The Great British Fish & Chip Shop
22, King William Walk, SE10
Boy, has the old Cricketers pub seen some action over the past few years. After stints as the Powder Monkey (a gay bar) the Tiki Lounge (all things South Pacific, but without the magic ’London’ between the two words) and the W-Lounge, its latest incarnation is as a jolly British chippy.
You certainly can’t miss the ‘British’ bit – the place is dripping with union flags from the sign to the pole to the fridge. The line between retro-chic and just plain vulgar can be quite slim, and I’m genuinely not sure which side the decor falls. There’s something a bit brash about it, but that could just be the newness of the tiles, and the giant size of the ubiquitous union flags. Upstairs works best, where the union branding is at a minimum, leaving plain dark tables and nicely mis-matched bag chandeliers to do the talking, if they can be heard under the very loud ‘British Rock & Roll’, which, when I was in there sounded suspiciously like bog-standard Euro-Trance.
You certainly know you’re in chip shop territory before you arrive – the pong hangs around the entire King William Walk/Nelson Road junction in a ‘distinctive’ – and not entirely pleasant – manner. Oddly I’ve never noticed such a strong smell from, say, Mr Fast Fry or The Golden Chippy, but then I guess I don’t make a habit of hanging around them there parts very often. Once you’re actually inside the shop, the smell seems to disappear entirely, I don’t know how that happens.
The food is cooked to order, which gets a tick from me, and claims to be entirely from British waters. As long as that doesn’t pull on already over-stocked British waters in the name of ‘local’ too much, that seems good, but I do worry a bit. The most sustainable fish aren’t from around here, though there is always the trade-off in food miles. It’s a tough choice. In other matters, eco-issues are at least nodded to. The cartons in which the food arrives are made from bio-degradable, yet heat-holding card, a big improvement on polystyrene. It would have been nice to see washable ‘proper’ cutlery instead of plastic jobbies, and sustainable fish options, such as pollack, to finish the eco-concept.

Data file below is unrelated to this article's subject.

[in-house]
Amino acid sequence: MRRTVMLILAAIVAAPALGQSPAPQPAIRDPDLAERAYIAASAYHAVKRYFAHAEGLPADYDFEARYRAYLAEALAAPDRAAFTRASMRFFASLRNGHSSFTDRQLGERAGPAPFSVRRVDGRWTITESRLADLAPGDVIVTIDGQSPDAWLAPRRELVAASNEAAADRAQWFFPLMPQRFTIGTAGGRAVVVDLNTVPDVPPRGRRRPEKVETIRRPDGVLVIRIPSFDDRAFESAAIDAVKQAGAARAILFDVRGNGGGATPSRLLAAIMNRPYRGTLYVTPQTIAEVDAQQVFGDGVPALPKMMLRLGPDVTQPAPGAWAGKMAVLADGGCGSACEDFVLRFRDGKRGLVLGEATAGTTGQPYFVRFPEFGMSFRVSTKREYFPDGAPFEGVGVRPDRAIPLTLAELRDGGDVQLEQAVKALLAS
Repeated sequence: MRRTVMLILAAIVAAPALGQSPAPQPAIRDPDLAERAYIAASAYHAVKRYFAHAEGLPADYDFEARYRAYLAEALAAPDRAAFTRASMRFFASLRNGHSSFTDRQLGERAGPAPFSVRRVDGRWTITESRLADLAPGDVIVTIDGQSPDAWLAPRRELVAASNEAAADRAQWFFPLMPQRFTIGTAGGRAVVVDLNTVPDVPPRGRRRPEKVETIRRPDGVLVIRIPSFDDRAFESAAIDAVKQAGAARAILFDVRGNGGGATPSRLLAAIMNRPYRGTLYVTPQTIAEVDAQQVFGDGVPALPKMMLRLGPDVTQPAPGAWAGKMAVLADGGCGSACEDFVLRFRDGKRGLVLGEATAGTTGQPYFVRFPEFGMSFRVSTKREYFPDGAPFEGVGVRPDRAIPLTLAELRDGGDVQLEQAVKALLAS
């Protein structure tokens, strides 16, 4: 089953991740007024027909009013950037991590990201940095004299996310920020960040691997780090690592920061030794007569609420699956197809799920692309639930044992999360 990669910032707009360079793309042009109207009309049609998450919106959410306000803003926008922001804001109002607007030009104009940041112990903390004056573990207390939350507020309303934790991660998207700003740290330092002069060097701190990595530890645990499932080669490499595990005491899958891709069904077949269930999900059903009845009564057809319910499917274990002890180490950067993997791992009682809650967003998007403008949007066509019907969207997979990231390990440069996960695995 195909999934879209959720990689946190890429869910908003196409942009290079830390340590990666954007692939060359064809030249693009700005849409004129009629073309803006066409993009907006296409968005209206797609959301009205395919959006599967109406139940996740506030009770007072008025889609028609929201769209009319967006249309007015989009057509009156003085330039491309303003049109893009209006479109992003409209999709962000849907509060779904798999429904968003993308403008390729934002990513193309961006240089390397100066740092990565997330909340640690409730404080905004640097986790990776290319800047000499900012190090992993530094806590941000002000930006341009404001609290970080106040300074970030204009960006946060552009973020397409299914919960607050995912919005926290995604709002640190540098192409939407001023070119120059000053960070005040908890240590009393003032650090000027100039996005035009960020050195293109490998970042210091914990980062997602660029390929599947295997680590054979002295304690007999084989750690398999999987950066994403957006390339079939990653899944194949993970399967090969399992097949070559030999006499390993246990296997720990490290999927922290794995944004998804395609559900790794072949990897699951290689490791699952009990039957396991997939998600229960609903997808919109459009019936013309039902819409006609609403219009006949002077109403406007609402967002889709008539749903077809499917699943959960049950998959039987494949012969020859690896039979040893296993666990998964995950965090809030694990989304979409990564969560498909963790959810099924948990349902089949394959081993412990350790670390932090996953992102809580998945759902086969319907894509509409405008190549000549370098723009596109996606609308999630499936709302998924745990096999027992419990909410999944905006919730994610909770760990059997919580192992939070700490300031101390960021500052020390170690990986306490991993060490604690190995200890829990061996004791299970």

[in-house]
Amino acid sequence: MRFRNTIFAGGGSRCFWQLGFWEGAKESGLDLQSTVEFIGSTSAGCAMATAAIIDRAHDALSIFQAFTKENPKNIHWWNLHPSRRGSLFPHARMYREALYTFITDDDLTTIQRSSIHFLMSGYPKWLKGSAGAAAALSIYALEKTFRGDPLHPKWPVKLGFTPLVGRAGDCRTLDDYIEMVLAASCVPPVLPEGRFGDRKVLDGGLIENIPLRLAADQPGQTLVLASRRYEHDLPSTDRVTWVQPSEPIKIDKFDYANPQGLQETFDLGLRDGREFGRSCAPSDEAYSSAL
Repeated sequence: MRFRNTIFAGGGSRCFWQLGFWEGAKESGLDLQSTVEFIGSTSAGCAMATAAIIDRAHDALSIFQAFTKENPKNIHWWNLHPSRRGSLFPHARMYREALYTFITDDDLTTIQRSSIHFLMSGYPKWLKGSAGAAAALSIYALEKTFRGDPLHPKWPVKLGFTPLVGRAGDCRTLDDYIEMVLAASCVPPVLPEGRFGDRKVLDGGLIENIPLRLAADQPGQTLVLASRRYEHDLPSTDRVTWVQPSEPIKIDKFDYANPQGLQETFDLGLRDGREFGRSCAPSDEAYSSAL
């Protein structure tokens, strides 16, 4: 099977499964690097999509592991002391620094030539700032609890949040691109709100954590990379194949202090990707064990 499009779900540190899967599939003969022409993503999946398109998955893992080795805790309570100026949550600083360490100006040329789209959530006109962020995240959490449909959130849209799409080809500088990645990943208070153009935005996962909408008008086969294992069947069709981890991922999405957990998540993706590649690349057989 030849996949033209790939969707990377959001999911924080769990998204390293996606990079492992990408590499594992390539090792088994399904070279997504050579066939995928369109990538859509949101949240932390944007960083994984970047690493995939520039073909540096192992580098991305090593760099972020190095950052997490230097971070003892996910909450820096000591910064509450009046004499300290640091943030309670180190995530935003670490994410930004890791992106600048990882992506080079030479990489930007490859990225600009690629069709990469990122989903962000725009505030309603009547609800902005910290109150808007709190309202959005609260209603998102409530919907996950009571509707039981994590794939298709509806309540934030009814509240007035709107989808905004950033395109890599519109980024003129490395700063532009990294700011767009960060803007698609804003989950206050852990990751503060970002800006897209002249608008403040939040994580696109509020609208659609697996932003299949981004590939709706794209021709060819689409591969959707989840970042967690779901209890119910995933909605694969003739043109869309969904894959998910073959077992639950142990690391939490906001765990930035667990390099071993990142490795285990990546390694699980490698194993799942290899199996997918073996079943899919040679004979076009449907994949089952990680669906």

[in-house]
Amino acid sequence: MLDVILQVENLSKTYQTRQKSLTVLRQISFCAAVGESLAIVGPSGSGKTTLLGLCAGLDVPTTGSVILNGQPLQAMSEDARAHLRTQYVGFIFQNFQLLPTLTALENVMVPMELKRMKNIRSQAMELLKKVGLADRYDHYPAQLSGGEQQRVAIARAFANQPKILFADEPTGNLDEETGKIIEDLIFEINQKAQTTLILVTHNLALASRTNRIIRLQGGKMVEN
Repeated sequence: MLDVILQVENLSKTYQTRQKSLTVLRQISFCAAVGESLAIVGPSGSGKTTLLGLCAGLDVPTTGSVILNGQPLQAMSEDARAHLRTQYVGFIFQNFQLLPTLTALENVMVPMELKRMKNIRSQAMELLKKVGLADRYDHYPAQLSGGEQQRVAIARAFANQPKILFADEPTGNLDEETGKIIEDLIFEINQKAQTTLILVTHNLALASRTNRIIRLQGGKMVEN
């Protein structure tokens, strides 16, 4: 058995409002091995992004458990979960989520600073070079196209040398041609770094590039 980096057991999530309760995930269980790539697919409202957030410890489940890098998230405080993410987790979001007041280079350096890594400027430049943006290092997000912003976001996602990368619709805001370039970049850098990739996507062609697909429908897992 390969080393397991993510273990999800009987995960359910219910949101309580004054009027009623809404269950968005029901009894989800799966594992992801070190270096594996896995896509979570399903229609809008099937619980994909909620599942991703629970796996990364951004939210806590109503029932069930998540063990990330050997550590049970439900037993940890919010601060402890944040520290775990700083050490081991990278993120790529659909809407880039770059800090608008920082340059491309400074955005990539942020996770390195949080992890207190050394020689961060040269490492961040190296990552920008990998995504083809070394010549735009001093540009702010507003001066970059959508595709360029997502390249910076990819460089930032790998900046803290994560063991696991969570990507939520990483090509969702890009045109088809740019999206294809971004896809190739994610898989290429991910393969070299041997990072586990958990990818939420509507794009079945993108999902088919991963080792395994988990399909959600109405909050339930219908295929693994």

The service is friendly and fast, given the whole cooked-to-order thing, and there is plenty of choice, from the usual cod and plaice through to fish cakes and scampi, plus battered shellfish, not something I’d come across before, really, and there are a couple of ‘lighter options’ for slimmers, though you can pretty much whistle if you don’t eat fish. The only veggie option I saw was the cheese and onion pie, easily the least tasty of the Goddard’s range, though it’s good to see a local brand being served there.
So – is it any good? I’d say it’s average. The fish is absolutely fine - the ‘special’ batter tastes pretty much like any other batter, but it’s crisp and fresh, and the fish inside it is moist. But the chips, which let’s face it, are what most people buy fish and chips for, are pretty bland. They’re ‘fat’ chips, which gets another tick, but they’re anemic-looking and don’t taste of much at all, unless you smother them in sauce (starting at 20p a sachet). You get plenty in a portion, but they’re unexciting to eat, so no one at my table finished theirs.
The one thing about fish and chips is that you rarely have room to eat anything afterwards, but there are desserts – ranging from kiddie-fave icepops through to the slightly out-of-place-feeling ‘rich chocolate mousse pot.’ There is, of course, the chance to have a deep-fried Mars Bar – doesn’t anyone realise that it was invented as a joke?
Drinks run the gamut from the classic chippie staples IrnBru, Cream Soda and Coca-Cola through to – and I kid you not – a £90 bottle of Laurent Perrier Champagne.
All in all, it’s okay. I didn’t love it, didn’t hate it. I’m sure it will do well from the sheer number of tourists visiting that part of the market but for locals I’m not sure that it does anything that Mr Fast Fry and The Golden Chippy haven’t been doing (slightly better) for years.